SNS - Organic Chemistry - Carboxylic Acids Flashcards Preview

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Flashcards in SNS - Organic Chemistry - Carboxylic Acids Deck (16):

Physical Properties

Hydrogen Bonding

Polar and can form hydrogen bonds

Consequently, can form dimers - pairs of molecules connected by hydrogen bonds

Boiling points are therefore even higher than those of corresponding alcohols and follow the usual trend of increasing with molecular weight


Physical Properties


Due to resonance stabilisation of caboxylate anion (conjugate base) - When the -OH proton dissociates, the resultant negative charge is delocalised between the two oxygens




Physical Properties



Substituents on the carbons adjacent to a -COOH group can influence acidity. Electron withdrawing groups such as -Cl or NO2 further delocalise the negative charge and increase acidity. Electron donating groups such as -NH2 or -OCH3 decrease acidity


Physical Properties


Dicarboxylic Acids

One -COOH group (electron withdrawing) influences the other making the compound more acidic

The second -COOH is then influenced by the carboxylate anion.

Ionisation of the second group will create a doubly charged species in which the two negative charges repel each other. Since this is unfavourable, the second proton is less acidic than that of a monocarboxylic acid


Physical Properties


ß carboxylic acids

ß carboxylic acids are notable for the high acidity of the α-hydrogens located between the two carboxyl groups (pKa ~10). Loss of this acidic H produces a carbanion that is stabilised by thw electron-withdrawing effects of the two carboxyl groups



  1. Oxidation reactions
  2. Carbonation of organometallic reagents
  3. Hydrolysis of nitriles




Can be synthesised via the oxidation of (a) aldehydes, (b) primary alcohols or (c) certain alkylbenzenes

The oxidant is usually KMnO4



Carbonation of Organometallic Reagents

Such as Grignard reagents

React with CO2 to form carboxylic acids

Useful for the conversion of conversion of tertiary alkyl halides into carboxylic acids, which can't be accomplished through other methods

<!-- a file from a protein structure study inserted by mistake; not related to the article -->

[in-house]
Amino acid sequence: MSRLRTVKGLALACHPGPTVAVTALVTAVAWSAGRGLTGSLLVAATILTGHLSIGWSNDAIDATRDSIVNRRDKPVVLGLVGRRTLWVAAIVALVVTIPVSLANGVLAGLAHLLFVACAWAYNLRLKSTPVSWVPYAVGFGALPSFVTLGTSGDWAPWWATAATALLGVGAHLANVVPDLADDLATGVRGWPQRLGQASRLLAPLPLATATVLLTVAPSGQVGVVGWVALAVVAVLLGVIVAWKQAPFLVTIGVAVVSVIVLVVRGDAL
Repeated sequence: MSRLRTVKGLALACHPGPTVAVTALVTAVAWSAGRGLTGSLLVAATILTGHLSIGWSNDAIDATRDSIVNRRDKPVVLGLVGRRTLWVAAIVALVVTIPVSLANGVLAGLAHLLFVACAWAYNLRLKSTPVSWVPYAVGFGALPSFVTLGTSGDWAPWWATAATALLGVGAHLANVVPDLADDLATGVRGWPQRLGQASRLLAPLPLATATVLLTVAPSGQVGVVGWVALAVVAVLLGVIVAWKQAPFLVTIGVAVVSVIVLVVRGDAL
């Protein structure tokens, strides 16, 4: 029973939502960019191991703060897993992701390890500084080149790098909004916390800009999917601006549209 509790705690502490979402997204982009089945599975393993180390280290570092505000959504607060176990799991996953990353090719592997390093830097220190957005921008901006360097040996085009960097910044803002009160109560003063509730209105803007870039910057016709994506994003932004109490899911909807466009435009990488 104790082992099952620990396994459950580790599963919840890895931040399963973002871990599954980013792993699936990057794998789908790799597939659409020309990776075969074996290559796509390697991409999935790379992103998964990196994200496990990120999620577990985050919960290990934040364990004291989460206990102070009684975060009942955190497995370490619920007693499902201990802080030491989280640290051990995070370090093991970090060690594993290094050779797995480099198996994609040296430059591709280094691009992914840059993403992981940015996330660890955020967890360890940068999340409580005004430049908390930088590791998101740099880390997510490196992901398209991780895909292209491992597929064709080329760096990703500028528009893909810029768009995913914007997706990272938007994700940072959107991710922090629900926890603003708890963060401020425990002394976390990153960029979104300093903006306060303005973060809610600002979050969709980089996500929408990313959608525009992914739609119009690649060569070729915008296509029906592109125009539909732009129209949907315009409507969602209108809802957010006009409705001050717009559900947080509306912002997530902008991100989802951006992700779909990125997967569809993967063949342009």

Hydrolysis of Nitriles

or cyanides - compounds containing the -CN functional group

The cyanide anion CN- is a good nucleophile and will displace primary and secondary halides in a typical SN2 fashion. Nitriles can be hydrolysed under either acidic or basic conditions

The products are carboxylci acids and ammonia (or ammonium salts)

This allows for the conversion of alkyl halides into carboxylic acids. As in the carbonation reaction, an additional C is introduced


Carboxylic Acids


  1. Soap formation
  2. Nucleophilic Substitution - (a) Reduction, (b) Ester Formation, (c) Acyl Halide Formation
  3. Decarboxylation



Soap Formation

When long chain carboxylic acids react with NaOH or KOH, they form water and salts, called soaps. These are able to solubilize nonpolar organic compounds in aqueous solutions as possess both a nonpolar tail and a polar carboxylate head

When placed in aqueous solution, soap molecules arrange themselves into mycelles, with the polar heads facing outwards where they can br solvated by water molecules



Nucleophilic Substitution

Many of the reactions of carboxylic acids can b described as nucleophilic substitution

Very similar to nucleophilic addition to a carbonyl with the key difference being that this reaction concludes with the re-formation of the C=O and elimination of a leaving group

  1. Reduction
  2. Ester formation
  3. Acyl halide formation



Nucleophilic Substitution


Carboxylic acids occupy the most oxidised state of the oxidation-reduction continuum.

Carboxylic acids are reduced with LAH to the corresponding alcohols

Aldehyde intermediates that may be formed in the course of the reaction are also reduced to the alcohol

Mechanism is nucleophilic addition of hydride to the carbonyl group



Ester Formation

React with alcohols under acidic conditions to form esters and water. Occurs most rapidly with primary alcohols

  1. In acidic solution the O of the C=O can become protonated
  2. Accentuates the polarity of the bond putting even more positive charge on the C and making it even more vulnerable to nucleophilic attack



Acyl Halide Formation

Compounds with carbonyl groups bonded to halides

Several reagents can be used, thionyl chloride (SOCl2) is the most common

Acid chlorides are very reactive, as the electron withdrawing power of the Cl- makes the carbonyl carbon more susceptible to nucleophilic attack than the carbonyl carbon of the carboxylic acid. Thus acid chlorides are frequently used as intermediates in the conversion of carboylic acids to esters and amides




Results in the loss of CO2

1,3-dicarboxylic acids and other beta-keto acids may spontaneously decarboxylate when heated. The carboxylate group is lost and replaced with a hydrogen. The reaction proceeds via a 6-membered ring transition state. The enol initially formed tautomerises to the more stable keto form

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